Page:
Legislation to further strengthen environmental protection and tourist safety in Antarctica has passed the Federal Parliament.

The Antarctic Treaty (Environment Protection) Amendment Bill 2011 was introduced in November last year to implement three measures agreed to by nations under the Antarctic Treaty and its Madrid Protocol.

Environment Minister Tony Burke said the passage of this Bill reaffirmed Australia’s position as a world leader in Antarctic protection and research and demonstrated Australia’s continued commitment to the pristine continent.

“Antarctica is like no other place on earth and Australia has been a leader in ensuring it stays that way.

“Australia is currently hosting the world’s Antarctic nations at the 35th Antarctic Treaty Consultative Meeting in Hobart which recognises our status as a world leading hub of Antarctic and Southern Ocean Science.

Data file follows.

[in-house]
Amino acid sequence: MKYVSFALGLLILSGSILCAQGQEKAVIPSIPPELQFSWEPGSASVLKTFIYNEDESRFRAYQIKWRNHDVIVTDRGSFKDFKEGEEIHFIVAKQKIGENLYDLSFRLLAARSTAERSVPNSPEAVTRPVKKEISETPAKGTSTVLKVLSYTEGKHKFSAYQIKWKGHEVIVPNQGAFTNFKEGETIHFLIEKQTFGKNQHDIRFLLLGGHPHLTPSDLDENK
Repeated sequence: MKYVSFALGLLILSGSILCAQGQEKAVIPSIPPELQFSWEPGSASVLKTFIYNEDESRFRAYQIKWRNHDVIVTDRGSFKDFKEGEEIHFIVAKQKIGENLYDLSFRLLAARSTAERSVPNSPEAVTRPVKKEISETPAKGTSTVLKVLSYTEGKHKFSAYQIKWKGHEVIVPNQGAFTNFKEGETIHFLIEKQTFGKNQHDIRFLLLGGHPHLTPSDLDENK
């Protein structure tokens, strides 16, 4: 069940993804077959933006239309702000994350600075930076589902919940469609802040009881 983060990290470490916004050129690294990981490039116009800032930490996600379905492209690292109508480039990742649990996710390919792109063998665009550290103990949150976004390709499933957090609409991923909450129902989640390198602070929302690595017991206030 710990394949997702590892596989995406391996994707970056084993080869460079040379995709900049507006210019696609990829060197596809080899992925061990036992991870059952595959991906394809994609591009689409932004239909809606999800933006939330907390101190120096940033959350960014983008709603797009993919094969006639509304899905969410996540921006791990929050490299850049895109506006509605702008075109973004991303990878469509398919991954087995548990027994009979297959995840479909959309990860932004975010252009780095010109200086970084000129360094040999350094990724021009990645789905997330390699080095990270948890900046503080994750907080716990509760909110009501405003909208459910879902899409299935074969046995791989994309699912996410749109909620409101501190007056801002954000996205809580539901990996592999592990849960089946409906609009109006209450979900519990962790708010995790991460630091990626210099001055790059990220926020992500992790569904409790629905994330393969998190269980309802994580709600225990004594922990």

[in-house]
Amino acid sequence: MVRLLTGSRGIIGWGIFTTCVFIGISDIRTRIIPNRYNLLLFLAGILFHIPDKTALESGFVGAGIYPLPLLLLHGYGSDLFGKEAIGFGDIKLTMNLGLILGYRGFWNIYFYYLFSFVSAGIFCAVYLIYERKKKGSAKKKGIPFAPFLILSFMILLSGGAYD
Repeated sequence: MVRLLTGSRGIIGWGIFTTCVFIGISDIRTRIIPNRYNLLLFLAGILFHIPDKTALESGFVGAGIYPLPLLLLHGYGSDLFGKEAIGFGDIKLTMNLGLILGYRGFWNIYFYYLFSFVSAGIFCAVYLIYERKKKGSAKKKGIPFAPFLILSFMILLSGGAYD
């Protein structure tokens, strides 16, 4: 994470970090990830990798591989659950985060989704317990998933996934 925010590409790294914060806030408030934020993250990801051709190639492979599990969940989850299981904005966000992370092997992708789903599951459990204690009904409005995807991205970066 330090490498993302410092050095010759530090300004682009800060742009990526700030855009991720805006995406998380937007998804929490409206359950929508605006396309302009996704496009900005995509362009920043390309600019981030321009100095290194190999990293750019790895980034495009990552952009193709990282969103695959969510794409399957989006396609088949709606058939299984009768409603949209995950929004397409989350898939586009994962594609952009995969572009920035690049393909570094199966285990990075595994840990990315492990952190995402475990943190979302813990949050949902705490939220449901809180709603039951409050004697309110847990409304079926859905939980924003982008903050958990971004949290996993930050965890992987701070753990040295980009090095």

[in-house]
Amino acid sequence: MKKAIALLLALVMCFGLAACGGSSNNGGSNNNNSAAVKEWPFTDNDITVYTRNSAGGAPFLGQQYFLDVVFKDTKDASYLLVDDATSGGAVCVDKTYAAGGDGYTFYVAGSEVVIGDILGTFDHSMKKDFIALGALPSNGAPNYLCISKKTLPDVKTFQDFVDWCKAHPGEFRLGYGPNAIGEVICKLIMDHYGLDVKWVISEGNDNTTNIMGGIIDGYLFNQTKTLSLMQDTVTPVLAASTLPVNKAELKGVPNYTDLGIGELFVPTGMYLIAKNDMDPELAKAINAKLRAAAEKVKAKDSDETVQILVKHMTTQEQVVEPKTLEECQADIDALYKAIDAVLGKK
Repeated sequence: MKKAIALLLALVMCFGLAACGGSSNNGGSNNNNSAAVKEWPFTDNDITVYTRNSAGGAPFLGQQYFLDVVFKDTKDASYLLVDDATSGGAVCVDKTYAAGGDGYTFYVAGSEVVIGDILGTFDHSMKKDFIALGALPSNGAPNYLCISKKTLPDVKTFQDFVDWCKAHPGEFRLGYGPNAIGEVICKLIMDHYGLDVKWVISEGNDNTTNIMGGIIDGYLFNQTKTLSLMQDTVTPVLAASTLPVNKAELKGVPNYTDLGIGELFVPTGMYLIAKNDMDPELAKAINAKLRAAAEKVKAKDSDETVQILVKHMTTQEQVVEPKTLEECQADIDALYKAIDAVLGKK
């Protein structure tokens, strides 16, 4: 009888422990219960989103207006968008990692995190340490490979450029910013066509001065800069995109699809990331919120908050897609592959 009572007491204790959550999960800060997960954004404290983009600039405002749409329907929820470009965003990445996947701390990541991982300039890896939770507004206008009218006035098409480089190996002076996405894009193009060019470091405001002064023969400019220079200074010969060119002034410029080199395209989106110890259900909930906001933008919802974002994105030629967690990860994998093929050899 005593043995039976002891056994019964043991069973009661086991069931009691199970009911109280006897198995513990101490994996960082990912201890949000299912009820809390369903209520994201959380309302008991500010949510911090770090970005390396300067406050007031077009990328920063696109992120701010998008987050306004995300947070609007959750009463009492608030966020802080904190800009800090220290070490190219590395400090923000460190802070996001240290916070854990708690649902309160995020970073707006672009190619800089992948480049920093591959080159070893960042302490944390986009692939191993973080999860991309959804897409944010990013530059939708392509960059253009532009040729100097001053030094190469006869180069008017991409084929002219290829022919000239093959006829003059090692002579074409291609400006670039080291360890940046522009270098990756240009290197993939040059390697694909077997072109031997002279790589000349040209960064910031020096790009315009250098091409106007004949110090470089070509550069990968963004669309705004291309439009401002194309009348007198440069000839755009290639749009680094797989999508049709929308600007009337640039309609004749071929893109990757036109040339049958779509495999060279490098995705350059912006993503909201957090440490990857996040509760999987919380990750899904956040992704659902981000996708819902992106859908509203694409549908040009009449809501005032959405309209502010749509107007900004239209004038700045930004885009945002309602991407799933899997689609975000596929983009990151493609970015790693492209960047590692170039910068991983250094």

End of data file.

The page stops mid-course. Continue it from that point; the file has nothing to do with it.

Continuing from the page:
“The Antarctic Treaty system focuses international cooperation to protect the Antarctic environment, and treats the continent as a natural reserve devoted to peace and science.

“The passage of this Bill demonstrates Australia’s continued willingness to implement the measures agreed by the Antarctic Treaty nations and encourage others to do the same.

“Tourists go to Antarctica to experience its magnificence and this legislation will help to ensure people are able to experience the wonder of Antarctica in a safe and environmentally responsible way.”

The key objects of the legislation:

  • Allow the Environment Minister to grant a safety approval or an environmental protection approval, and to impose conditions on such approvals
  • Create new offences and civil penalties for unapproved activities, activities in contravention with the conditions under a safety or environmental protection approval, and offences and civil penalties related to environmental emergencies;
  • Establish a liability regime for environmental emergencies that occur in the Antarctic
  • Implement new offences and civil penalties applicable to tourist vessels operating in the Antarctic.